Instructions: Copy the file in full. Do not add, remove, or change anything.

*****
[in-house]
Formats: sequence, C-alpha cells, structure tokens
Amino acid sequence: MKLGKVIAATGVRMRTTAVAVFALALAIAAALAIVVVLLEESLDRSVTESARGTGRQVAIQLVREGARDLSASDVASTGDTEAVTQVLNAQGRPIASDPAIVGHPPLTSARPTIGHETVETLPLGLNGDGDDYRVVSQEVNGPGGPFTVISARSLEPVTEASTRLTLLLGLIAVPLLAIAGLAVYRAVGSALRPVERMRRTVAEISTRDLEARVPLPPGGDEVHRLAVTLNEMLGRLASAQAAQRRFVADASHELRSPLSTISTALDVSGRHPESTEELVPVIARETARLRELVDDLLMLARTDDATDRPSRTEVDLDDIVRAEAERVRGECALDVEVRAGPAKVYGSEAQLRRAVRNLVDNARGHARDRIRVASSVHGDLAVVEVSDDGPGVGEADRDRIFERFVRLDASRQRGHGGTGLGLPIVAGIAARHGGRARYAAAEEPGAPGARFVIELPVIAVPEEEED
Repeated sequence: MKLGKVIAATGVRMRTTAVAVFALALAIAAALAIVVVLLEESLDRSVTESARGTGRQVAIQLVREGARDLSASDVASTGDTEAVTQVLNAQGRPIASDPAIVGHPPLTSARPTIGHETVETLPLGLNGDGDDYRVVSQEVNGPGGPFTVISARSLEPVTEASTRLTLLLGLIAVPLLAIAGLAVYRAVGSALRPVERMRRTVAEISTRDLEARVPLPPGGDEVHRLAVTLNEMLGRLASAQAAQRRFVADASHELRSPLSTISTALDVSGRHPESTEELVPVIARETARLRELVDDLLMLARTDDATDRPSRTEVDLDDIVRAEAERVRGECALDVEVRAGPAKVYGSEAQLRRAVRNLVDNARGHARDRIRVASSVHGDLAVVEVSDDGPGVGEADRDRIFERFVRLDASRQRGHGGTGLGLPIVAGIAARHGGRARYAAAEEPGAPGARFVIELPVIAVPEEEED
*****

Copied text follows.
[in-house]
Formats: sequence, C-alpha cells, structure tokens
Amino acid sequence: MKLGKVIAATGVRMRTTAVAVFALALAIAAALAIVVVLLEESLDRSVTESARGTGRQVAIQLVREGARDLSASDVASTGDTEAVTQVLNAQGRPIASDPAIVGHPPLTSARPTIGHETVETLPLGLNGDGDDYRVVSQEVNGPGGPFTVISARSLEPVTEASTRLTLLLGLIAVPLLAIAGLAVYRAVGSALRPVERMRRTVAEISTRDLEARVPLPPGGDEVHRLAVTLNEMLGRLASAQAAQRRFVADASHELRSPLSTISTALDVSGRHPESTEELVPVIARETARLRELVDDLLMLARTDDATDRPSRTEVDLDDIVRAEAERVRGECALDVEVRAGPAKVYGSEAQLRRAVRNLVDNARGHARDRIRVASSVHGDLAVVEVSDDGPGVGEADRDRIFERFVRLDASRQRGHGGTGLGLPIVAGIAARHGGRARYAAAEEPGAPGARFVIELPVIAVPEEEED
Repeated sequence: MKLGKVIAATGVRMRTTAVAVFALALAIAAALAIVVVLLEESLDRSVTESARGTGRQVAIQLVREGARDLSASDVASTGDTEAVTQVLNAQGRPIASDPAIVGHPPLTSARPTIGHETVETLPLGLNGDGDDYRVVSQEVNGPGGPFTVISARSLEPVTEASTRLTLLLGLIAVPLLAIAGLAVYRAVGSALRPVERMRRTVAEISTRDLEARVPLPPGGDEVHRLAVTLNEMLGRLASAQAAQRRFVADASHELRSPLSTISTALDVSGRHPESTEELVPVIARETARLRELVDDLLMLARTDDATDRPSRTEVDLDDIVRAEAERVRGECALDVEVRAGPAKVYGSEAQLRRAVRNLVDNARGHARDRIRVASSVHGDLAVVEVSDDGPGVGEADRDRIFERFVRLDASRQRGHGGTGLGLPIVAGIAARHGGRARYAAAEEPGAPGARFVIELPVIAVPEEEED